The 2020 Census showed that Alabama was more diverse than ever, but Black voters saw their votes being diluted with the Congressional maps drawn by the Alabama Legislature in November 2021.

Milligan said that not having the ability to elect candidates of choice limits young leaders’ abilities to reach their fullest potential.

Milligan said that the overall goal is “one demand, two options.”

“The one demand is permanent voting rights protections for all Americans,” he said. “Option one is to pass the John Lewis Voting Rights Act or option two is a 28th Amendment that guarantees what the VRA does without the need for reauthorization.”

Martina Allen, youth community organizer at Deep Center, spoke next.

“As change agents, we are on the frontlines in protecting young people,” she said.

Allen spoke about how they teach young people about participating in democracy.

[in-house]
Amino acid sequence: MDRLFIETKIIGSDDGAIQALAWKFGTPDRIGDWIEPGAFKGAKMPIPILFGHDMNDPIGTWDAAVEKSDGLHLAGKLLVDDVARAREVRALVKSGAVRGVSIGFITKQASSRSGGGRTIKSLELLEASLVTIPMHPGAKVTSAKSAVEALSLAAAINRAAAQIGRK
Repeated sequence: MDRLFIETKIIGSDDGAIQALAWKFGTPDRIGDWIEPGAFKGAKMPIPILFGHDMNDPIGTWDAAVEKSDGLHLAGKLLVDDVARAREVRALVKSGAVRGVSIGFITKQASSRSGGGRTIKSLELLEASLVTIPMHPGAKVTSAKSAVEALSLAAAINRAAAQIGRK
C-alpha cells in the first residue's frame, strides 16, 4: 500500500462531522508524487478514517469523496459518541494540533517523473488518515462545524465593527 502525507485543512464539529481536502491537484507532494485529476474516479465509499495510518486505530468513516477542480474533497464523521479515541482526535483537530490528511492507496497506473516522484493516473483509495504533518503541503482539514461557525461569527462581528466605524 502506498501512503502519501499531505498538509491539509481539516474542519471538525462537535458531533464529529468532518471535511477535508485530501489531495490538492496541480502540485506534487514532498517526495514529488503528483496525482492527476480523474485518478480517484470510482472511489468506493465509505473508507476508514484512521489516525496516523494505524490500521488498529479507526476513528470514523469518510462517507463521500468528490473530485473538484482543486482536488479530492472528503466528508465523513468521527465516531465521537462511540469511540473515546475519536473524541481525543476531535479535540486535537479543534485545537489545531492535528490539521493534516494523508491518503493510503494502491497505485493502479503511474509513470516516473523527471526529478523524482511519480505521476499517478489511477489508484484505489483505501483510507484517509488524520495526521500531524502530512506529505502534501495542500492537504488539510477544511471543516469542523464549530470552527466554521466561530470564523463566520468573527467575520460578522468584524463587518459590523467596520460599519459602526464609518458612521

“We always start with voting,” she said. “Voting is more than a privilege; it’s a right. We do not want elected leaders who continue to encourage young people to vote when their intention is to make their votes count less. It is important for us to protect the Voting Rights Act.”

Kelyse Adams of DC Votes and Long Live GoGo, is on the ground working for D.C. Statehood.

Adams spoke about how America is the only country in the world where residents of the capital city do not have representation.

“I stand before you today representing the over 700,000 residents who do not have a voice in our nation’s Congress,” she said.

Adams talked about how gentrification is pushing out Black and brown residents from the city.

“There is a political and cultural displacement,” she said. “If we can’t change their mind, we need to get together and change their seats.”